US4239663 *Nov 30, 1978Dec 16, 1980The Firestone Tire & Rubber CompanyMethod, composition and product with improved adhesion between a metal member and a contiguous rubber skim stock
US4258770 *Aug 22, 1979Mar 31, 1981The Firestone Tire & Rubber CompanyCured rubber skim stock compositions having improved metal adhesion and metal adhesion retention
US4304113 *Sep 7, 1979Dec 8, 1981Kawasaki Steel CorporationProcess of making plated wire for reinforcing rubber goods
US4446198 *Sep 8, 1983May 1, 1984The Goodyear Tire & Rubber CompanyCopper-zinc-iron ternary alloy coated steel wire reinforcers in tires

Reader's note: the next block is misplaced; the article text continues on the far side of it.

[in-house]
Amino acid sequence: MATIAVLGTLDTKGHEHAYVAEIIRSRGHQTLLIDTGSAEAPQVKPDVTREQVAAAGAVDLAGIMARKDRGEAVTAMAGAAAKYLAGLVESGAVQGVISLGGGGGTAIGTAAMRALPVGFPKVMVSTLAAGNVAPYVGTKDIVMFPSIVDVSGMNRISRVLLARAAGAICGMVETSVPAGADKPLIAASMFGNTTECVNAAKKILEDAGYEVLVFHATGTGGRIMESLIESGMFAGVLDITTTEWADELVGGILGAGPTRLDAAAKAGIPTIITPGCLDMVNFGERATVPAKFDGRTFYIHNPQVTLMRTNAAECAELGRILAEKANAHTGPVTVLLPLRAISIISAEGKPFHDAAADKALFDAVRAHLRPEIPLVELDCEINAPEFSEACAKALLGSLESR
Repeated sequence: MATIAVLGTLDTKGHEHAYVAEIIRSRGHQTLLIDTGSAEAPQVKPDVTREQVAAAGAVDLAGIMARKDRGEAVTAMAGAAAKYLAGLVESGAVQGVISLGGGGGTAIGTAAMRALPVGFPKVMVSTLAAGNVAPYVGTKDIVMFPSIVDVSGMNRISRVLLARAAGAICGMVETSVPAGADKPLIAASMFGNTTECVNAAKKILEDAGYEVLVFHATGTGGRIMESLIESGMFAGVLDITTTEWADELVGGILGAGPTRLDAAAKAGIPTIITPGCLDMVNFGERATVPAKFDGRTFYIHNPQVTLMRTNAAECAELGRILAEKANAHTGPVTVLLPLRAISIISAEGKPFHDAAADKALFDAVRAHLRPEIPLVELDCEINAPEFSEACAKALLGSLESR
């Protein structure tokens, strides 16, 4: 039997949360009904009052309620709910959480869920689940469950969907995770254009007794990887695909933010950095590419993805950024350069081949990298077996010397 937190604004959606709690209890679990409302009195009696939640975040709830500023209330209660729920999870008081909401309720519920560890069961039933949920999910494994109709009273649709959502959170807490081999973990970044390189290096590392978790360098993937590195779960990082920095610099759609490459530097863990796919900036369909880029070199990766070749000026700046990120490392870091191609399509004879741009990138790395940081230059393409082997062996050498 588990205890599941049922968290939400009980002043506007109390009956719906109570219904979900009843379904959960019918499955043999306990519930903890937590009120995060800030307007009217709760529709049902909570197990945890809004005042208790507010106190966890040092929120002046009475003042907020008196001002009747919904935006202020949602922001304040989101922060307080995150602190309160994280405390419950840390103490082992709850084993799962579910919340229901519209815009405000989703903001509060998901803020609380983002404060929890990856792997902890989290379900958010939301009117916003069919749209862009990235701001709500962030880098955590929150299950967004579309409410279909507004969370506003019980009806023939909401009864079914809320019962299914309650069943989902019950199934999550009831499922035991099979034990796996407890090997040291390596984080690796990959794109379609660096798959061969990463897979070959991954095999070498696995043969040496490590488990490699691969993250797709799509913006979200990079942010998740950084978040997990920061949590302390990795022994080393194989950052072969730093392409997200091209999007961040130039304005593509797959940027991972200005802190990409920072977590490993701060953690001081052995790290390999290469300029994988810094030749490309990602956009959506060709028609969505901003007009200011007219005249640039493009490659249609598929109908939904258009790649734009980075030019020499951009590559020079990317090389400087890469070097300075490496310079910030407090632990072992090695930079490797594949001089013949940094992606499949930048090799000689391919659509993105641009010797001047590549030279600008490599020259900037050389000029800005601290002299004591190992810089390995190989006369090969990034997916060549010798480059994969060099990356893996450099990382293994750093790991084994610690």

US4985305 *Feb 21, 1989Jan 15, 1991Bayer AktiengesellschaftProcess for the preparation of rubber/metal composite materials with a powerful rubber/metal bond
US20030111153 *Sep 9, 2002Jun 19, 2003Hyosung CorporationTire-reinforcing bead wires
U.S. Classification427/229, 428/382, 427/419.8, 428/380, 152/537, 427/388.2, 428/381, 427/406, 156/124, 428/389, 156/910, 427/409, 427/413
International ClassificationC08J5/10, C08K3/28
Cooperative ClassificationY10T428/2945, Y10T428/2944, Y10T428/2942, Y10T428/2958, Y10T152/1081, Y10S156/91, C08J2321/00, C08K3/28, C08J5/10
European ClassificationC08J5/10, C08K3/28
Legal Events
Dec 4, 1989ASAssignment
Effective date: 19890731